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Fraud and Abuse Detection Basics

Fraud and Abuse Detection        

In the current environment where Fraud and Abuse is rampant throughout all types of industries and government programs, having a Policy for Fraud Detection with a clear and concise plan in place to detect improper transactions is critical. Daily we hear on the news or read in the papers how someone has either been caught defrauding agencies or companies out of millions of dollars. Almost everyone knows someone who has had their identity stolen.

It is still the Wild West in IT and software systems for Fraud Detection. Just when a system or a company thinks they know how to catch the bad actors, they change how or what they are doing to steal from us all.

How do we even start to look for the criminals and their bad actions? There are several proven techniques you can start with:

  • Comparison of data. Check and compare different data sources for consistency of information. For example if a Business selling food reports to the state that they have sold 3 million dollars of groceries in the prior year but they have redeemed 6 million dollars in food stamps then we have a problem.
  • Social media scrutiny. One state EBT Program is checking their local Craigslist ads for Formula being offered for cash. The state then cross references the contact information (cell number, email address etc.) with the state database of food stamp recipients. One current scheme is to purchase formula with food stamps and then resale it at an attractive discount for cash.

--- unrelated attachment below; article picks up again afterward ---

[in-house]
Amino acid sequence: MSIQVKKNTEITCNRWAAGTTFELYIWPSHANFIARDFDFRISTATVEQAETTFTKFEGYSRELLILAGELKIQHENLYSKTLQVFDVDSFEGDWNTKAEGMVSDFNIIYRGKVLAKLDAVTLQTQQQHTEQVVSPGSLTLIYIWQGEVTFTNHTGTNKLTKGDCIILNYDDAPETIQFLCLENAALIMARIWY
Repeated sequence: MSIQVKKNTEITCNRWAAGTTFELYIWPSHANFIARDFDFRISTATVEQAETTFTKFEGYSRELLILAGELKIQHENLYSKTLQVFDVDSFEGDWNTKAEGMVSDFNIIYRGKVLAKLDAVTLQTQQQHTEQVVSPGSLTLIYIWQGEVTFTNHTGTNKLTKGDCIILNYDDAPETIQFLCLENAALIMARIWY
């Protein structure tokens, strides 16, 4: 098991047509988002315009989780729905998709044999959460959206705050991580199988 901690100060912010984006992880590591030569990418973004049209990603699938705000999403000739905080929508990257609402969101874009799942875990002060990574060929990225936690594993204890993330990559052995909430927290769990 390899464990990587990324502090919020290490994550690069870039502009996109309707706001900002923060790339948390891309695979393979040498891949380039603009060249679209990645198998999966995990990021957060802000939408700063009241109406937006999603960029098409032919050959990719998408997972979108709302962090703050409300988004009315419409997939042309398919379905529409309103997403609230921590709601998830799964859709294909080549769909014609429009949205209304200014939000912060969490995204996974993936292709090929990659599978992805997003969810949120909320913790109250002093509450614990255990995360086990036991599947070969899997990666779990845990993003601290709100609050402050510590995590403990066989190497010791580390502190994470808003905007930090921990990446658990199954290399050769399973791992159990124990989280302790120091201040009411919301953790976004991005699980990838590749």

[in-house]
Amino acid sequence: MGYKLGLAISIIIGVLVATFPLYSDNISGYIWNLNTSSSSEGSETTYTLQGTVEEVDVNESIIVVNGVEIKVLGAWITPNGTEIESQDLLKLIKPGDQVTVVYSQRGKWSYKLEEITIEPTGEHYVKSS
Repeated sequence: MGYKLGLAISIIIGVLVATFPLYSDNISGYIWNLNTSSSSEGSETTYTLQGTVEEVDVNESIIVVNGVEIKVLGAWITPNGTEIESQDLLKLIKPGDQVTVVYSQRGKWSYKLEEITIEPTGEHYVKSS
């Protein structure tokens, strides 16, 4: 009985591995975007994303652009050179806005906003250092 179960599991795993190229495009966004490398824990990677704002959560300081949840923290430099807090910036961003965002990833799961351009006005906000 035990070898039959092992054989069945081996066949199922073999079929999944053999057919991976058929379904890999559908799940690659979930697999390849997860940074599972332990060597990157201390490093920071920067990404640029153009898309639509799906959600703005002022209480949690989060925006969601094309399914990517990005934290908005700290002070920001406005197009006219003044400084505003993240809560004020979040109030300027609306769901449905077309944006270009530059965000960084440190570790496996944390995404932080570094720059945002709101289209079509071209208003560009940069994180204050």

• Location and Distance. Does where a service being provided to a plan participant make sense? If the state is paying for child care so that a person can return to school or work programs is the child care center within a reasonable distance from where the family lives and works?

More advances techniques are available once a decision has been made to proactively detect bad actions. Predictive Analytics, Forecasting, Scoring Transactions and Unstructured Data Searches are some additional techniques. To accommodate these types of intensive detection schemas the underlying technologies are crucial for program success. Areas critical to address are:

  • Speed. Huge Data Warehouses with multiple government departments can hold massive amounts of data. Speed has often become an issue when doing a query. The SAP HANA Platform is designed in such a way that the information needed can be in memory and responsive to inquiries.
  • Integration. Comparisons of data from disparate systems can be problematic. Many government and commercial customers are run on a SAP Platform which would reduce the complexity of integration.
  • Accuracy. In using technology to predict abusive behavior it is critical that the algorithms used are accurate and dependable. If the data is clean, responsive and well integrated the mathematics have a much higher likelihood of success.

In closing if I were an official whose program integrity was my responsibility I would want technologies that were proven and state of the art to assist with detection of fraud and abuse. I would also want to partner with a firm that has experience in catching bad actors. I would call my SAP Account Executive.

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